Sunday 3 April 2011

LLGFF 2011: Kaboom review

Hot roommate Thor in Kaboom

Having been screened at several festivals since its premiere in Cannes last May (and including a screening in London already at the London Film Festival last october), Gregg Araki latest film, Kaboom, opened the London Lesbian & Gay Film Festival on Thursday, with the director attending. The film follows bisexual film student Smith and his best friend Hayley, as they encounter a whole gallery of increasingly bizarre characters and situations, take a lot of drugs, have a lot of sex... and bump into a doomsday cult!

Kaboom is a bit of a return to the director's earlier roots, after a foray into serious drama (Mysterious skin), and broad comedy (Smiley face). While I have been a big fan of his earlier films, especially his teen trilogy (Totally fucked up, The doom generation and Nowhere, you got to love those very emo, teen angst titles!), I have to admit I was not all that convinced by his recent films.

The doom generation (1995)

Mysterious skin, which I saw at the London Film Festival along with an adoring crowd and Joseph Gordon-Levitt before he was famous, left me rather cold. I just could not get in the stories like so many others did. As for Smiley face, this was a rare misfire in his career, a wholly unfunny stoner "comedy" that committed the cardinal sin of wasting Anna Faris' talents (and that woman managed to make the Scary movies franchise funny!).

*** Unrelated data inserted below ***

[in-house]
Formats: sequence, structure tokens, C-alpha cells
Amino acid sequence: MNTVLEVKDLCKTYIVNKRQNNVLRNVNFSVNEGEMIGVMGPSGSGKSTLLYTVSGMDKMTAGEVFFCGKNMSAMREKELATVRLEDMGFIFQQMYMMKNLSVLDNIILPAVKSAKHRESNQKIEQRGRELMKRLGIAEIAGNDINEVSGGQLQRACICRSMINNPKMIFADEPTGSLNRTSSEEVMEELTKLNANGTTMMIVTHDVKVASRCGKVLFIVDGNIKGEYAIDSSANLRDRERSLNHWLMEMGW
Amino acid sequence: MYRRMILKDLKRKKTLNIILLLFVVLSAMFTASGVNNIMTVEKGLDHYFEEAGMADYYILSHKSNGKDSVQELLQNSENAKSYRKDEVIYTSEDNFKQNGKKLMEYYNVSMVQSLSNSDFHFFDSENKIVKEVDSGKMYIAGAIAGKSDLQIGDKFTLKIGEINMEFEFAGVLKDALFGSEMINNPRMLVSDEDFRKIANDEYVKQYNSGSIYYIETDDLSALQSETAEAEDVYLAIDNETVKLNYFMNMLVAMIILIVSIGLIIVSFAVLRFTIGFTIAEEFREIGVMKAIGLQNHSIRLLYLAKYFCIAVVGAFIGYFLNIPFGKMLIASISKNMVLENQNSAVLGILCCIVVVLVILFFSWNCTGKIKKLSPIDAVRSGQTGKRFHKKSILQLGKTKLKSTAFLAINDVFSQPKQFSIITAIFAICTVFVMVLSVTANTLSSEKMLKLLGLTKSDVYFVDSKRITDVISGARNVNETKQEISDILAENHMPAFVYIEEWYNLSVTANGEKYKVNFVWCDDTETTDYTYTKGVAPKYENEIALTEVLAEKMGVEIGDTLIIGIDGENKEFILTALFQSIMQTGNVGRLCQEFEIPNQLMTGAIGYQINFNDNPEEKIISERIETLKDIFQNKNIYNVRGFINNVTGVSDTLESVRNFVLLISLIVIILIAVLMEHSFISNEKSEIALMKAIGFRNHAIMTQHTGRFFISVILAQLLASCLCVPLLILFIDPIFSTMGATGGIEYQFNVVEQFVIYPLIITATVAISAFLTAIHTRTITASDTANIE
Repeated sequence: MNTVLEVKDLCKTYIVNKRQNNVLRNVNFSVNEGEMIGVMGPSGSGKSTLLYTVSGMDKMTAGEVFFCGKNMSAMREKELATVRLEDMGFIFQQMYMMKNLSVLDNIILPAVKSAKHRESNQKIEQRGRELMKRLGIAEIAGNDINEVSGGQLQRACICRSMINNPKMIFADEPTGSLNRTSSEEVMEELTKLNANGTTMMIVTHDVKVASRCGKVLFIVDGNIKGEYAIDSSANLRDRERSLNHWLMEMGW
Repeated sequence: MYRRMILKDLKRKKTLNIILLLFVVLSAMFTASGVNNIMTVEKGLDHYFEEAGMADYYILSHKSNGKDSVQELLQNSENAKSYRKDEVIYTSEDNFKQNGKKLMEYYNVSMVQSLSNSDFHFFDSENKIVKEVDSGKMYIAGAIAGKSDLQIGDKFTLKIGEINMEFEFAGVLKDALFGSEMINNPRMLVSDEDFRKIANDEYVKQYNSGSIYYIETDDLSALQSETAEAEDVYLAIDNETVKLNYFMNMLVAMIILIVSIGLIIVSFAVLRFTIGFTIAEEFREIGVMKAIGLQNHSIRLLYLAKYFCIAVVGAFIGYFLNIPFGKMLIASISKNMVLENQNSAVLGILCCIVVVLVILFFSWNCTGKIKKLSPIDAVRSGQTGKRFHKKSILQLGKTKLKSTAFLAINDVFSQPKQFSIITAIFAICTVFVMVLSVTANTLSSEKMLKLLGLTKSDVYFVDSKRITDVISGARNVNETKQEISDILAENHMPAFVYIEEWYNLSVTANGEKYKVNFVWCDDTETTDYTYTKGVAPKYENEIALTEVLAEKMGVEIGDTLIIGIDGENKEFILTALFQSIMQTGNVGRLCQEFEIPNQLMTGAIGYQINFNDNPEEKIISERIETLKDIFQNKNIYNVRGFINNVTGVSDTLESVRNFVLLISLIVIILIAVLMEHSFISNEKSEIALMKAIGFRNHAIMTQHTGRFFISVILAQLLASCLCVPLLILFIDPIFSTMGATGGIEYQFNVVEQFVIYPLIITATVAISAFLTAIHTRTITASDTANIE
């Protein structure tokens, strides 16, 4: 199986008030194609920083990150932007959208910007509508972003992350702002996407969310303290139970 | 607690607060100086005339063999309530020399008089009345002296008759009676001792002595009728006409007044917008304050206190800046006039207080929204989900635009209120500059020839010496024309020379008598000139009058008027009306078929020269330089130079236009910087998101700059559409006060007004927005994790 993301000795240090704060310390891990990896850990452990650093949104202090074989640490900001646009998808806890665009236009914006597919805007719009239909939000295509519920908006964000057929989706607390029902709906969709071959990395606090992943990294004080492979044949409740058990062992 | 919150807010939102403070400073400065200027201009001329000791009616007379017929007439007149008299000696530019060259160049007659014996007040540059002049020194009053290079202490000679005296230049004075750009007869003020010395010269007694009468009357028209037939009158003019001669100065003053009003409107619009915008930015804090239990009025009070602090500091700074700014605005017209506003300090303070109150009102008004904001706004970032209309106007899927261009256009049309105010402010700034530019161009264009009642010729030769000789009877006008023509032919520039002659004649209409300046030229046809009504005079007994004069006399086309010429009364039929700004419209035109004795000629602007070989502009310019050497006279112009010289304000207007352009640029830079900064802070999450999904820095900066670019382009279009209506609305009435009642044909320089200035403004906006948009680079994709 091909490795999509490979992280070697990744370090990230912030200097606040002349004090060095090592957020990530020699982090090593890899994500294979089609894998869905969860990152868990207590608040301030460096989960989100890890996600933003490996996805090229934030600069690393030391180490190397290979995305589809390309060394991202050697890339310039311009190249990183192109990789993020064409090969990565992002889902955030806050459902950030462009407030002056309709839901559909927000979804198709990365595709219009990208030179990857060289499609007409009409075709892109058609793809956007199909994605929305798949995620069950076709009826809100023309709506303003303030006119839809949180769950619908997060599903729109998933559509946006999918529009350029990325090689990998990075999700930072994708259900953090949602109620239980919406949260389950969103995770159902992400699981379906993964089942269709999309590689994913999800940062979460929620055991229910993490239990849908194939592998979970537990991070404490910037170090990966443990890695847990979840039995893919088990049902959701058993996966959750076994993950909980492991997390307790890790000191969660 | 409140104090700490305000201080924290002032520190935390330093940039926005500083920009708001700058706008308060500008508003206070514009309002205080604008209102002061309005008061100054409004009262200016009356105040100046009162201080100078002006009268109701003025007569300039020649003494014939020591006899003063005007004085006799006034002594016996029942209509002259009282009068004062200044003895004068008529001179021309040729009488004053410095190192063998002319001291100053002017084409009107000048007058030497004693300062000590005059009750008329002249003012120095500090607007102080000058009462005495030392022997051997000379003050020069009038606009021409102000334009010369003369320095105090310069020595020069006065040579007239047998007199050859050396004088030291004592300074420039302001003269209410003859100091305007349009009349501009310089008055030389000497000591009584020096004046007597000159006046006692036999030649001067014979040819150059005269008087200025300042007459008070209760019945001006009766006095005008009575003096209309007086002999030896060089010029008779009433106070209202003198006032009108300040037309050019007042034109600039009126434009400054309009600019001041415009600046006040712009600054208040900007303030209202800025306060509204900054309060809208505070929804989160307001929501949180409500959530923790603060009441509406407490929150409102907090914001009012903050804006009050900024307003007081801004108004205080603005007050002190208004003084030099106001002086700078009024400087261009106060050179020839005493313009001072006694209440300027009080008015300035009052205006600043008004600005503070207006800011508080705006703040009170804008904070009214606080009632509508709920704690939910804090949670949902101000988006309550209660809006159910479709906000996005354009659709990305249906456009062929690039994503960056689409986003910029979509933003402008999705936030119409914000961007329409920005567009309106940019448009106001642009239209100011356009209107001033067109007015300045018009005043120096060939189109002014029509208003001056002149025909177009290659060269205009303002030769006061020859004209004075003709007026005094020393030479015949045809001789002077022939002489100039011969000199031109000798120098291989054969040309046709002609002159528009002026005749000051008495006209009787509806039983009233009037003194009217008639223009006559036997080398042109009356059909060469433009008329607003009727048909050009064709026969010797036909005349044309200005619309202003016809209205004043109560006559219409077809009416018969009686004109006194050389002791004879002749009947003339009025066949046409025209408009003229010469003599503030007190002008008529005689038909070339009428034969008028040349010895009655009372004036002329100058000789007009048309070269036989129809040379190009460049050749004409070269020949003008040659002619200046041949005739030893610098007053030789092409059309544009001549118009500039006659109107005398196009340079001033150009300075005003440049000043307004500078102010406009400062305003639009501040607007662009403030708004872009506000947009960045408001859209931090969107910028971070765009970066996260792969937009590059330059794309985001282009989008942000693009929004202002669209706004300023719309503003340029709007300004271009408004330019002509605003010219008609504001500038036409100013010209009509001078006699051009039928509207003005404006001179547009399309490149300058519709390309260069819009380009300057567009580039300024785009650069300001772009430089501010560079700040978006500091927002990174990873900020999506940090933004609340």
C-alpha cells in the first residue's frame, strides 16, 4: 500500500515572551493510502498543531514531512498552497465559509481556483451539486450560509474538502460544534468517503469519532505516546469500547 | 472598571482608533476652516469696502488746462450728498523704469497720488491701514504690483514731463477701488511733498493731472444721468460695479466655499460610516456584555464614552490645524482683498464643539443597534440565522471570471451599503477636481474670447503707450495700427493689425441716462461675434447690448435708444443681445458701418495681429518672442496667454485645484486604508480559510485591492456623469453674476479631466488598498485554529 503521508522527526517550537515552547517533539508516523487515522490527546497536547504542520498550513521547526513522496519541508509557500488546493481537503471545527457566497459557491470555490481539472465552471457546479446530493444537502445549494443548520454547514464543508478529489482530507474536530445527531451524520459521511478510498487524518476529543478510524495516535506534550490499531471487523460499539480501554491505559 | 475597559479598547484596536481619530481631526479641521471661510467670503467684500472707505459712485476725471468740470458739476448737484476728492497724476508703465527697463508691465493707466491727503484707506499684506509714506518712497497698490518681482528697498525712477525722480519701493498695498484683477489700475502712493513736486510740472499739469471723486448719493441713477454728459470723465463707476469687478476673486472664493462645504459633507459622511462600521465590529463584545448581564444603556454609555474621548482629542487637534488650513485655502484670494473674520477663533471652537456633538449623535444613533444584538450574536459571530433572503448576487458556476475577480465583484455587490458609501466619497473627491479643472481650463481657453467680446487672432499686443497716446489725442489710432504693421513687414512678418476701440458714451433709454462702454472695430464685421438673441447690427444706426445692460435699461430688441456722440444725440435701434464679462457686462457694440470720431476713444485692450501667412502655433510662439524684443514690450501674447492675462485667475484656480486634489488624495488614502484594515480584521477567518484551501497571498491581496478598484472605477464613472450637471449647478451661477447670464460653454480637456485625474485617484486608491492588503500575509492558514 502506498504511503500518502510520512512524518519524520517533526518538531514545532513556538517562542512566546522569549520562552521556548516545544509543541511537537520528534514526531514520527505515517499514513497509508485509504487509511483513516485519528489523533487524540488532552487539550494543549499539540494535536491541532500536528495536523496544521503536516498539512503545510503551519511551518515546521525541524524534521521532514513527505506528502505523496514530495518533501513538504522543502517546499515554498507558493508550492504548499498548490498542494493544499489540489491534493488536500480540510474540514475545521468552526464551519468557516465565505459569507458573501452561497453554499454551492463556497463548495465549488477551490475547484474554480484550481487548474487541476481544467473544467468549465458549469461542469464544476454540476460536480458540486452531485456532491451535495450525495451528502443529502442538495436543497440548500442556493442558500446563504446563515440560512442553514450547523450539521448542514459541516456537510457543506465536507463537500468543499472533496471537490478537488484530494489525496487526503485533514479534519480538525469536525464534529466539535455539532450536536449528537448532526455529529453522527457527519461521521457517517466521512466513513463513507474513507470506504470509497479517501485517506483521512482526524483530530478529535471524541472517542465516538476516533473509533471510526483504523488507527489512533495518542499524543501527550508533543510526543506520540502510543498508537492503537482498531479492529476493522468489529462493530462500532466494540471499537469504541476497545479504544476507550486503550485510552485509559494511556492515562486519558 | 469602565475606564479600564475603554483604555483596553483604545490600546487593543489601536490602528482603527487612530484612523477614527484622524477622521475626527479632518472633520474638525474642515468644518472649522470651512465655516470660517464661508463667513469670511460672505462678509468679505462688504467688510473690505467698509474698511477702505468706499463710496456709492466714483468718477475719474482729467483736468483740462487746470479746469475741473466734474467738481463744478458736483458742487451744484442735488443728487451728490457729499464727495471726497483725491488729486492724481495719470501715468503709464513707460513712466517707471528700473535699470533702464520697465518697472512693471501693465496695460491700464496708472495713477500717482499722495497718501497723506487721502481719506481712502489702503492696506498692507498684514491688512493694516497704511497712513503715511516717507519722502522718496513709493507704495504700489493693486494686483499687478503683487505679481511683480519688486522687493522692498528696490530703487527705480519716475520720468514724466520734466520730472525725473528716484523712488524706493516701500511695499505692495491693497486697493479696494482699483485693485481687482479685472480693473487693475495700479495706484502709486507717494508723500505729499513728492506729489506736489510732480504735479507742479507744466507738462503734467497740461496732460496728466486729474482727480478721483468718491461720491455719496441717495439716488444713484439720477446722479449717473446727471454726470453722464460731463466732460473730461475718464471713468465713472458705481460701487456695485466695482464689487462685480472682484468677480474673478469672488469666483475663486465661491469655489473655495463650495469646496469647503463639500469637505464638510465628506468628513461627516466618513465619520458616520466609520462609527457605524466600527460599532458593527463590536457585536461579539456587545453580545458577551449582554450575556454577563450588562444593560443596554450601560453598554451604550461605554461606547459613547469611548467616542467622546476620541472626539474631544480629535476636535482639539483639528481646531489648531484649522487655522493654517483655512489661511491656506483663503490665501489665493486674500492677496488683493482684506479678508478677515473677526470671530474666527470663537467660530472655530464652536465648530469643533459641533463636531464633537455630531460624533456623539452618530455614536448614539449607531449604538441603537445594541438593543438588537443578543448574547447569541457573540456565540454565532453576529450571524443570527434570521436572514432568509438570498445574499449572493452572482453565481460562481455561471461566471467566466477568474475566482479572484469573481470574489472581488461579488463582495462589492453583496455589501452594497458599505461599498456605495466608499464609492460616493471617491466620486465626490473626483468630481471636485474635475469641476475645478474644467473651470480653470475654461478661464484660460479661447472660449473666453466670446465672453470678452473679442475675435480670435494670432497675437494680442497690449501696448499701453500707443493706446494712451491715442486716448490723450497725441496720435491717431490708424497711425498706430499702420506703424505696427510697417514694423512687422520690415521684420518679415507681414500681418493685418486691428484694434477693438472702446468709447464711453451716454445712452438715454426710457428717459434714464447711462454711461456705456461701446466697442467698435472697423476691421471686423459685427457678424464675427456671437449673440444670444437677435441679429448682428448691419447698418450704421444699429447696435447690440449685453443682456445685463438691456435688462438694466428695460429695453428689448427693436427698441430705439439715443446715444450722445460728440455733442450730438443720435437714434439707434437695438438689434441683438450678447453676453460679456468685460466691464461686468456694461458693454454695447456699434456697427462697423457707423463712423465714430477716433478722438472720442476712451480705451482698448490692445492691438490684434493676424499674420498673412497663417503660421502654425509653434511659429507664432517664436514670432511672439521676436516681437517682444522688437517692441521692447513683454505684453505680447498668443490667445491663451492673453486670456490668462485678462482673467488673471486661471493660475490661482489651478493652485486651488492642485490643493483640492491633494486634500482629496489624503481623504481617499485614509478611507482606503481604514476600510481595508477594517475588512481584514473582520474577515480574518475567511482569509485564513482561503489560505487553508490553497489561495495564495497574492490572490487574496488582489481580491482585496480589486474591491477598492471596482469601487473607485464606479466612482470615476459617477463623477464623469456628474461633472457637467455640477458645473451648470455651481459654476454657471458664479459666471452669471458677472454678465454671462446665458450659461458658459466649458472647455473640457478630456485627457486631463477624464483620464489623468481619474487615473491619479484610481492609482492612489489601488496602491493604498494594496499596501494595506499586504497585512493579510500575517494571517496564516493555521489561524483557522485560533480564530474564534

Anna Faris in Smiley face (2007)

So the director is treading some familiar grounds for his latest film. In fact, when reading the synopsis, I was actually worried it was too similar to Nowhere, and would not bring anything new. I should not have worried. While the themes themselves are nothing new, the film looks very different, and more accomplished than Nowhere.


Visually, the whole thing resembles a Roy Lichenstein painting, all in wide angle and pop art, flashy colours. The dialogue is brilliant as usual, Gregg Araki having lost none of his knack to create some hilarious and sharp one liners. And he has yet again put together a wonderful cast. Thomas Dekker (Nightmare on Elm st, From within) has a lot of fun with a character that is miles away from his usual parts. Juno Temple adds some spark and bite to her part, and special mention to French actress Roxane Mesquida whose very intense turn as a psycho/stalker (and more but I won't spoil it!) raised the biggest laughs for me. The biggest achievement is that there might be a cast of young, pretty teens, yet they are never annoying.

Thomas Dekker in Kaboom

If there is anything that really sets this film apart, it's the sense of fun, in the broad sense of the term. It is lighter in tone than Nowhere, which featured a suicide and a rape scene that jarred with the rest of the film. It just seems so refreshing to see a film which celebrates the joys of youth, and especially sex, for the uncomplicated fun it should be, without seeming to try too hard to shock for the sake of it, or being too cool for its audience.

I do not really know where Greg Arakki will go from there, but with Kaboom he does what he does best, nothing more but nothing less, and there is nothing wrong with that!

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